In the reboot of the classic Hardy Boys mysteries, Frank and Joe Hardy start to take on new adventures as they're faced with riddles in their quaint hometown of Bayport. With the help of ... See full summary »
First Filmation production to feature the rotating credit for producers Lou Scheimer and Norm Prescott, which was introduced so each would receive equal billing and neither one of them would be credited on top. See more »
Saturday morning rockers produced some great tunes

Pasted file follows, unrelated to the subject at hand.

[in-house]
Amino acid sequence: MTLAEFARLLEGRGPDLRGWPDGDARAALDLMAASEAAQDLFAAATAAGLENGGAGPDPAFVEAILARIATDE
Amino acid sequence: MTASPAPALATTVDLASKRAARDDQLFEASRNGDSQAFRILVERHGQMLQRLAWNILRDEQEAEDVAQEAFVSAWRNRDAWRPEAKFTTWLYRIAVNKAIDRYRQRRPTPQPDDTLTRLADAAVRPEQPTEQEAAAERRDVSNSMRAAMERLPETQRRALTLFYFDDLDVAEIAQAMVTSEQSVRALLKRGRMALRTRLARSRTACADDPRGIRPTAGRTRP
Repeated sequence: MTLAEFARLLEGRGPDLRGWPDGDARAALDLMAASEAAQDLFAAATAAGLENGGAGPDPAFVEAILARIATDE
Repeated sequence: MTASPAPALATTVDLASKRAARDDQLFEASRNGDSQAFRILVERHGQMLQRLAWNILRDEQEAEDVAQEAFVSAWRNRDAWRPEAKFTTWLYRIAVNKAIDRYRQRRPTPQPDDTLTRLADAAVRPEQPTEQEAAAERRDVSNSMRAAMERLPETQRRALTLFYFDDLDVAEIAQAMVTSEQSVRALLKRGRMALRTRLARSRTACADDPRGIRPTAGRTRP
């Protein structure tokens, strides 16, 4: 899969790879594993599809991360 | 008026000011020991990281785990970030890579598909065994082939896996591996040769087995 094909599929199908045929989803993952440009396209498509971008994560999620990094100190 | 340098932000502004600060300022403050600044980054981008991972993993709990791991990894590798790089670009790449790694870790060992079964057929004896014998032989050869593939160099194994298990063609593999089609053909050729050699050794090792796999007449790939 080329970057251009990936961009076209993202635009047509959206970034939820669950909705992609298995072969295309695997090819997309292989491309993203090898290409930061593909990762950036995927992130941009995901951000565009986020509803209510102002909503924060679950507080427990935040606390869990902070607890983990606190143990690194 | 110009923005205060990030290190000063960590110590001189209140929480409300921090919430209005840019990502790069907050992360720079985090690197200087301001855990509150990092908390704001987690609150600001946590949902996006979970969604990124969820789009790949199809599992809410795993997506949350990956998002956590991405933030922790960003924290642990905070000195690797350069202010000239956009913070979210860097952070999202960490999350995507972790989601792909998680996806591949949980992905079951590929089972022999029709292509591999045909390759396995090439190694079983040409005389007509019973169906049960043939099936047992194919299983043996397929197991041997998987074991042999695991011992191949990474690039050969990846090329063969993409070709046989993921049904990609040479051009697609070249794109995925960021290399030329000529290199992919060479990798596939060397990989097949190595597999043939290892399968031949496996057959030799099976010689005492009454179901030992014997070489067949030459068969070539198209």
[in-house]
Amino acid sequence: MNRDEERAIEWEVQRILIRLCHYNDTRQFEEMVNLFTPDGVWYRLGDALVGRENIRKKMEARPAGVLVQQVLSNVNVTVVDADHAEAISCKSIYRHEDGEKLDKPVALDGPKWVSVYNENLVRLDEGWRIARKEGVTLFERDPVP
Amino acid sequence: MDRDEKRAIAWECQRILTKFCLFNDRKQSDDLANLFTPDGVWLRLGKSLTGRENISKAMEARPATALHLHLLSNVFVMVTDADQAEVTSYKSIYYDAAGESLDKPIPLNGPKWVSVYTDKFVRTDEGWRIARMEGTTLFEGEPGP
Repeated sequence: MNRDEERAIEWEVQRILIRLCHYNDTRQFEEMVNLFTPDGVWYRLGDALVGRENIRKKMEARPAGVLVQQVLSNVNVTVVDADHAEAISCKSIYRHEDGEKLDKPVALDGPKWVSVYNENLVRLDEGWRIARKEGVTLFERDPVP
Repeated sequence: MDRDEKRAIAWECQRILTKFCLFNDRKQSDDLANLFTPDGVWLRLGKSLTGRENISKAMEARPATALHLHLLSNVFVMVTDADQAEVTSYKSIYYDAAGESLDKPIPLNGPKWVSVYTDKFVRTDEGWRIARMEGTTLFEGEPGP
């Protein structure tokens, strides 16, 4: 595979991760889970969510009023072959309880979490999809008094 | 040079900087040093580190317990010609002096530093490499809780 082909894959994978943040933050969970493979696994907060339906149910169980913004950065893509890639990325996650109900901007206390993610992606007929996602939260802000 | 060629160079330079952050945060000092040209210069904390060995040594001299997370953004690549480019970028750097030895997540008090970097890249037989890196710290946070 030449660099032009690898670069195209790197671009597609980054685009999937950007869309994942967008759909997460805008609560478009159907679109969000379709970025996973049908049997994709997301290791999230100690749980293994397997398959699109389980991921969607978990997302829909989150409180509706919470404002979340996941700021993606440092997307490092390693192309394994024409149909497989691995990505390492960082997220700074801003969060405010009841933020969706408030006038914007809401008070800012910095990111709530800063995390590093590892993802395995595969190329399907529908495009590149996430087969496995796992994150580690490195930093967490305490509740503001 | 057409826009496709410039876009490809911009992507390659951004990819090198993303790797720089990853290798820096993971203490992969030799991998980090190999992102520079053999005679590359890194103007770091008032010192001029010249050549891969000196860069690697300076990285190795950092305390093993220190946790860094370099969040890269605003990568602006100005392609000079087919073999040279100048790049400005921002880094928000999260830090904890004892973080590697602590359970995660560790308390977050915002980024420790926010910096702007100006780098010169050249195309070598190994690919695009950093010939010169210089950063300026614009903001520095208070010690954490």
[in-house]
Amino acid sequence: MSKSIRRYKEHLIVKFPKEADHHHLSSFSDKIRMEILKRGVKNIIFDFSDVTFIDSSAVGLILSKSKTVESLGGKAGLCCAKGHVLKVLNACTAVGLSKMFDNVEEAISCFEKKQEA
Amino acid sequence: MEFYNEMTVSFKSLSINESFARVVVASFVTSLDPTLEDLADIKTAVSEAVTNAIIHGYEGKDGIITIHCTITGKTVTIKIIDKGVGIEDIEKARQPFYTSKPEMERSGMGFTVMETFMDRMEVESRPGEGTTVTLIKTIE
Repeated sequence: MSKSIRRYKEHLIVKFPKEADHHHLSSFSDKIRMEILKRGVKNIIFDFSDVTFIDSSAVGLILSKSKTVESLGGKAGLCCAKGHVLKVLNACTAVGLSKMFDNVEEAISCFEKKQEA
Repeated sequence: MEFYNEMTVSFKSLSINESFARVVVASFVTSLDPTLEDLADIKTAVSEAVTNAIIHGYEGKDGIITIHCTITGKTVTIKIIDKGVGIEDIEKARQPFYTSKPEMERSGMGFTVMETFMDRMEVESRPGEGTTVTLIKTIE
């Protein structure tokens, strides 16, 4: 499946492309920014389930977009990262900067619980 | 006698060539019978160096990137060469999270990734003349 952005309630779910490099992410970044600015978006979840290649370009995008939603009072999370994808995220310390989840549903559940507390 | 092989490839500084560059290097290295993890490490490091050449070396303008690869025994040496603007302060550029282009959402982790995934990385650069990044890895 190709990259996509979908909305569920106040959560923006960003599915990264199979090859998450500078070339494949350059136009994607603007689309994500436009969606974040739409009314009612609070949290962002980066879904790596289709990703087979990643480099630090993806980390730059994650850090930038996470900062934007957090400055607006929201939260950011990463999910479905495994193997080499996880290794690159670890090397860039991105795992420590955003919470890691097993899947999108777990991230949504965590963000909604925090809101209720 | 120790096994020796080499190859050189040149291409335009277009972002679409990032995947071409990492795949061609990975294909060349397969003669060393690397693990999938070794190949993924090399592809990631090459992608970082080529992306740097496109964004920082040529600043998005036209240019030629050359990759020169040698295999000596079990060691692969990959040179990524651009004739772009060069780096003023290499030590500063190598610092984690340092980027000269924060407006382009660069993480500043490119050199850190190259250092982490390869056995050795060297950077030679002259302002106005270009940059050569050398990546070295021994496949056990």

Back in the late sixties,enterprising rock music executives used children's shows as springboards for promoting pop and rock records, broadening the appeal of the music to an ever-younger audience. The Archies were the first and most successful example, but there were other, lesser entries that produced excellent, if not successful, records. Such is the case of the Hardy Boys, one of numerous efforts that coat-tailed in on the Archies'success. Filmation, something of an animation sausage factory in the 70s (and the Archies' production company as well), produced the show. Despite the trivia claim, Don Kirshner had nothing to do with the Hardys, although the powers that be did use live musicians in promotions and to perform live. Bill Traut and Jim Golden of Dunwich Productions acted as musical supervisors and producers of the records. The Hardys produced two albums and three singles, all to negligible notice. This is not to say they were bad; the records are good compared to some of the other offerings from Saturday morning groups, especially the second Lp,"Wheels", which boasts some some of the best country/blues/pop hybrids ever put on wax by cartoon characters. Speaking of cartoon characters, the show itself wasn't that great; it was produced on the cheap and shows its seams 36 years later. Camera zooms and quick cuts create a sense of movement where there is none, a necessity when one is limited by time and money to use limited cell animation. Some of the voice over actors affect grating accents--the actor voicing Chubby Morton is particularly annoying--and it often is hard to differentiate between different character's voices, giving the impression the same guy is doing all the voice-overs. Still, the "videos" for the songs are jewels of late sixties kitsch, with lots of pulsating, psychedelic backgrounds, shifting designs, quick cuts, spinning frames, etc. High art it ain't, but surely a pleasant, although rather dated, diversion.
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